Saudi FM Assures That 'We Know That Crown Prince Didn't Order Khashoggi Killing'
19:17 08.02.2019(updated 20:12 08.02.2019)
The statement comes after a New York Times report, based on anonymous sources, claiming that the Saudi crown prince had threatened to use a "bullet" on Khashoggi if he did not return to Saudi Arabia willingly or by force. The kingdom has repeatedly denied prince's involvement into the killing.
Saudi Minister of State for Foreign Affairs Adel al-Jubeir has refused to comment on the recent publication in The New York Times about the murder of the Saudi journalist, as it was based on anonymous sources, but noted that officials of the kingdom know that the Saudi Crown Prince Mohammed Bin Salman Al Saud was not behind Jamal Khashoggi's killing.
"We know that this was not an authorized operation. There was no order given to conduct this operation," the minister said.
Al-Jubeir further vowed to bring those responsible for committing the crime to justice.
The New York Times reported late on 8 February, citing US and foreign officials, that in a conversation in September 2017, the prince had allegedly told his aide Turki Aldakhil that if Khashoggi did not return, or was not brought by force to Saudi Arabia, and did not stop criticizing the Saudi authorities, the prince would use a bullet on him.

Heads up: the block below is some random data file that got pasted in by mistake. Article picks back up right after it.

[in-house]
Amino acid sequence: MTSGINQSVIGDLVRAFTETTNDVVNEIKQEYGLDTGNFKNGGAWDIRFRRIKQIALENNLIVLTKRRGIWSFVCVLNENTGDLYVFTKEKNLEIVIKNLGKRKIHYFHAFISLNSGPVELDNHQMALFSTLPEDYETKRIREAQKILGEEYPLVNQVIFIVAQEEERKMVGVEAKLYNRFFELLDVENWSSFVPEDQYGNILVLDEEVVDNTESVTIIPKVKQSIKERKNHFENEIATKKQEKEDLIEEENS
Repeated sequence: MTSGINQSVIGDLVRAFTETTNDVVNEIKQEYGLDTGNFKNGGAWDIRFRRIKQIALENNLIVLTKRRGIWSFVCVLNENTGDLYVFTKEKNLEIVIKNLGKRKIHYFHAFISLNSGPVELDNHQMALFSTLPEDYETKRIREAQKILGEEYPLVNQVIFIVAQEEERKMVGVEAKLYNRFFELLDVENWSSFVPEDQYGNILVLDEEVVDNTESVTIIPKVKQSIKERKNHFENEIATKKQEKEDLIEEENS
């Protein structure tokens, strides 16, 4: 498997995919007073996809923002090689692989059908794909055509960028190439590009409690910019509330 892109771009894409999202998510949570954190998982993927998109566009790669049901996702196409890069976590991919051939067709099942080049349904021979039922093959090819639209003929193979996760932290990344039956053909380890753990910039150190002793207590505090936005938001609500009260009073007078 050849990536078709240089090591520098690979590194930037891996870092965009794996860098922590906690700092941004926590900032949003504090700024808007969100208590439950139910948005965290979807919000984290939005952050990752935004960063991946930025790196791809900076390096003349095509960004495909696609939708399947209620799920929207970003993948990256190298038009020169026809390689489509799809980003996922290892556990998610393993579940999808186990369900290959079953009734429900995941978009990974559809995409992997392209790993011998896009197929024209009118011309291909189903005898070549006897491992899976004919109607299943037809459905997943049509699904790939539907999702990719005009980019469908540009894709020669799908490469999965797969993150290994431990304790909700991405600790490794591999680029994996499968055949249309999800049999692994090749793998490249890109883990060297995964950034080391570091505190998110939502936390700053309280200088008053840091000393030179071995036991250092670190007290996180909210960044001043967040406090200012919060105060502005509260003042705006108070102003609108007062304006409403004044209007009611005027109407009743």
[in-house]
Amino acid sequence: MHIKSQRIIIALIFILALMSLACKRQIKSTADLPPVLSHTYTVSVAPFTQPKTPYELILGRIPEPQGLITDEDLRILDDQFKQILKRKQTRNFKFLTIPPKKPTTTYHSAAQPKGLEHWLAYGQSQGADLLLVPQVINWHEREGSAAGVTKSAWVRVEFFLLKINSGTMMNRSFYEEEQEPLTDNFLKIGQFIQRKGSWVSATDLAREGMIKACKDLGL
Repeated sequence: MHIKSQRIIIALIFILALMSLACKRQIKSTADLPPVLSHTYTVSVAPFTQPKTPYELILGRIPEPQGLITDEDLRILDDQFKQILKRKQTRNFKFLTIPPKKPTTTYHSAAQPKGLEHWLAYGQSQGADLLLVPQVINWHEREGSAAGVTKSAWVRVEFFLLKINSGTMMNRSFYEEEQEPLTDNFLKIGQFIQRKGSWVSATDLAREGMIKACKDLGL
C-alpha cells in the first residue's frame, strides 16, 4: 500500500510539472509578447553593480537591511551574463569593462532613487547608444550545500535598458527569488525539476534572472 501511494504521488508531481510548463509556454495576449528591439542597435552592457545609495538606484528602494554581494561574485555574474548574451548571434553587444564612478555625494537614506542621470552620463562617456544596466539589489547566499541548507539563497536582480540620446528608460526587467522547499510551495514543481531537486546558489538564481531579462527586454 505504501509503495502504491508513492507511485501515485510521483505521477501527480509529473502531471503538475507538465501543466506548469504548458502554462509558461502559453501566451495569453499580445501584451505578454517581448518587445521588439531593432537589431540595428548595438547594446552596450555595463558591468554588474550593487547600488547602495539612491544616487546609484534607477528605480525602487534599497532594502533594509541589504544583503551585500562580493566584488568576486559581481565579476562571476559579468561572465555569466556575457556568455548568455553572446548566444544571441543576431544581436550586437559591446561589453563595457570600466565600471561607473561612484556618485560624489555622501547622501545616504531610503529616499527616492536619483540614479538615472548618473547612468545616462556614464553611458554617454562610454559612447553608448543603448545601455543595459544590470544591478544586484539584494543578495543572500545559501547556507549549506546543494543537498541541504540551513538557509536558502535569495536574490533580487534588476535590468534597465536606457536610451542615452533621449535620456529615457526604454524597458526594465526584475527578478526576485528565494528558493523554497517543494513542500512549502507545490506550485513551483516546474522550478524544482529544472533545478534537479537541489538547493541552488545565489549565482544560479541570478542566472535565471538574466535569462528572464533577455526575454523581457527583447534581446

The newspaper claimed that the conversation, which was allegedly intercepted and transcribed by US intelligence, took place during a period when Riyadh's concern over Khashoggi's criticism was growing.
Khashoggi went missing on 2 October after he entered the Saudi consulate in Istanbul. Riyadh initially denied any knowledge of the journalist's whereabouts, but later admitted that Khashoggi had been killed in a "rogue operation", with his body being dismembered and taken out of the consulate. Saudi authorities have since charged 11 people with Khashoggi's murder, with some of them facing the death penalty.
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